parshat tetzaveh, exodus 28
Join Geoffrey Stern and Rabbi Adam Mintz recorded on Clubhouse on March 2nd 2023. We survey the prophetic and Rabbinic re-imagining of a Temple culture without a Temple but we also continue our discussion from last week where we noted how messianism, including Jewish Messianism includes an eschatological, often violent break with accepted practice, intentionally breaking moral and Rabbinic norms to hasten the end. We explore how after the Six Day War, but specifically after the Oslo Accords previous Rabbinic guidance relating to the sanctity of the Temple Mount has been cast aside.
Sefaria Source sheet: https://www.sefaria.org/sheets/470857
Welcome to Madlik. My name is Geoffrey Stern and at Madlik we light a spark or shed some light on a Jewish Text or Tradition. Along with Rabbi Adam Mintz, we host Madlik Disruptive Torah on clubhouse every Thursday and share it as the Madlik podcast on your favorite platform. This week’s Torah portion is Tetzaveh. We survey the prophetic and Rabbinic re-imagining of a Temple culture without a Temple but we also continue our discussion from last week where we noted how Jewish Messianism includes an often violent break with accepted practice, intentionally breaking moral and Rabbinic norms to hasten the end. We explore how after the Six Day War, but specifically after the Oslo Accords previous Rabbinic guidance relating to the sanctity of the Temple Mount has been cast aside. So join us for Temple Politics.
Well, welcome back another week in Madlik. And obviously, I think we’ve all been watching the news out of Israel and two, beautiful Jewish souls were killed in a terrorist attack. But afterwards, some of the video that we’ve all seen is as as I wouldn’t say, as disturbing nothing can be as disturbing as the loss of life. But some seemingly ultra orthodox Jews lit some Palestinian homes on fire. And as the sun set, decided to dive in, Maariv, and that juxtaposition of praying while people’s homes burned, was really a disconcerting to say the least. So as I said, in the introduction, we’re gonna continue the conversation of what the temple means and what it meant after it was no longer with us. But we are going to fast forward into the present in terms of how the temple has been politicized in terms of the change in halacha. And what more better subject for Madlik then to review how halacha is changing in front of our very eyes. And Rabbi Adam, how are you this week?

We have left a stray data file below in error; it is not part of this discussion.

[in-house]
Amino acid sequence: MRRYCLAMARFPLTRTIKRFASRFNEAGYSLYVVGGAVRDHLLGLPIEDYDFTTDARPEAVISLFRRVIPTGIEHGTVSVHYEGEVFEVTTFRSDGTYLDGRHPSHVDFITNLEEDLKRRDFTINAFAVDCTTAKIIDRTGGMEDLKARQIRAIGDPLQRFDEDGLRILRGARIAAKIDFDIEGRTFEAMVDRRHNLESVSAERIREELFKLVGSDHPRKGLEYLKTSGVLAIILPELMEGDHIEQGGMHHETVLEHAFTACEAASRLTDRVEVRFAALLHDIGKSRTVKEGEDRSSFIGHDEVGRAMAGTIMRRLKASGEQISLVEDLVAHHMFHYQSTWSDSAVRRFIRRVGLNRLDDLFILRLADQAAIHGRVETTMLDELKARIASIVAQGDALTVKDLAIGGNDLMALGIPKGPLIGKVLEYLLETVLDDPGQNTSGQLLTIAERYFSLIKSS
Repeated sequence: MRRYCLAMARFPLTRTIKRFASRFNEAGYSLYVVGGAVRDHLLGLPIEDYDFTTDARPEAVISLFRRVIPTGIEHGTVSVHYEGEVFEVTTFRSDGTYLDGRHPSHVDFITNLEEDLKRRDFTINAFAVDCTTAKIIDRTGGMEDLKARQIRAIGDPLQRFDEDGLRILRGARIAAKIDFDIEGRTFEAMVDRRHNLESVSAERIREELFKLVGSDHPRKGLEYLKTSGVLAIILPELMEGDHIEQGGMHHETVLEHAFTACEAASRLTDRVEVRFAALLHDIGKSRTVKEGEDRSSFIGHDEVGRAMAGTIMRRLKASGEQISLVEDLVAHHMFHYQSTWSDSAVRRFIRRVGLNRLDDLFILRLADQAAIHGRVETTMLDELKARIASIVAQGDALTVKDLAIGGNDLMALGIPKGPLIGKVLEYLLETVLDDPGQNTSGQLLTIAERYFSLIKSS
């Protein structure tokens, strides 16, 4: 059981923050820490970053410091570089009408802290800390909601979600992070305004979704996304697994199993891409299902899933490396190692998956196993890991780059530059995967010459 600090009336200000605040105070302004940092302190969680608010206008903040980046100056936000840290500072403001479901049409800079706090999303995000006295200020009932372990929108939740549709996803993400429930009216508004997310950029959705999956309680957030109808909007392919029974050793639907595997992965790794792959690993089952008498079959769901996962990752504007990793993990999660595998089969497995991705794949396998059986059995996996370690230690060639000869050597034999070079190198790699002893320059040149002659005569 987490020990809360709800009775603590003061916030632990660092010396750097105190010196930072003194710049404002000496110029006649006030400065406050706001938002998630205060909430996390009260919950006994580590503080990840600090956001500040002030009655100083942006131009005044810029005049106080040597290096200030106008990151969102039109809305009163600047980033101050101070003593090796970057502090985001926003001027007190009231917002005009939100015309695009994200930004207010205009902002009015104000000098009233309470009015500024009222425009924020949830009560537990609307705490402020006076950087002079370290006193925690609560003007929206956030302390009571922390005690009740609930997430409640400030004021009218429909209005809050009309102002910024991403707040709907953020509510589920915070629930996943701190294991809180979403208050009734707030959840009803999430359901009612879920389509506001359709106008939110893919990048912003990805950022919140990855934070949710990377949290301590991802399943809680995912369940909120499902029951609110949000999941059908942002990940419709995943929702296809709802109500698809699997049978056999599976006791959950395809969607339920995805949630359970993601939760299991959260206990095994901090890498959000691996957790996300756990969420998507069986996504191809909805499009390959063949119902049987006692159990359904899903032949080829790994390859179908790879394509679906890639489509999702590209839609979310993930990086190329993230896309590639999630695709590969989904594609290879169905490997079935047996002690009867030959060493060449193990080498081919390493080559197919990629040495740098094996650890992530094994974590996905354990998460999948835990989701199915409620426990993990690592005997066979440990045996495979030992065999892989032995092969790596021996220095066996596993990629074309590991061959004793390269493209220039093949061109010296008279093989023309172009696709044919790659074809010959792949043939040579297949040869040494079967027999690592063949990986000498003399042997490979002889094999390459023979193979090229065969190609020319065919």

Adam Mintz 02:21
I’m really good. I mean, it’s not California, but we’re good here in New York, and I’m looking forward. This is a great conversation, and I’m looking forward to having
Geoffrey Stern 02:30
fantastic so in Pasha Exodus 28: 2 says make sacral vestments for your brother Aaron for dignity and adornment. Make בִגְדֵי־קֹ֖דֶשׁ holy clothing for Aaron your brother, לְכָב֖וֹד וּלְתִפְאָֽרֶת for Kavod and adornments, beauty, and maybe you are not aware, because we’ve really not discussed this tradition in Judaism many times before. But there is a tradition that there are a certain set numbers of commandments; 613 commandments, and at a certain time, Maimonides wrote a book called Sefer HaMitzvot. And this began a tradition of writing a book and counting the very different commandments. So the first thing that one does, when one looks at a innocuous pasuk like this, a verse like this, that simply says, do something, when wants to see did it rank to become one of those 613 commandments, and lo and behold, in safer ha mitzvah, the positive commandments, number 33. It says that is that he commanded the priests to wear special garments for glory and adornment, so they can serve in the temple. And that is his saying, and make holy garments for your brother Aaron from glory and adoration. So he quotes our verse, and he says that this is an actual commandment. And he goes on to say, and it already appears in the Sifra, which is a midrashic commentary that wearing these garments is a positive commandment. So we’ve been focused in the last week or two on building the tabernacle, the Mishkan and now we’re getting to the accessories if you will. And from this verse, we learned that wearing the clothing is an accessory. But Rabbi the first thing that struck me was the pasuk says make Sacred vestments וְעָשִׂ֥יתָ בִגְדֵי־קֹ֖דֶשׁ make them and all of the commentaries universally say that the commandment is to wear the special garments. Are you struck by that as well?
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Listen to last year’s episode: Why Blue and White?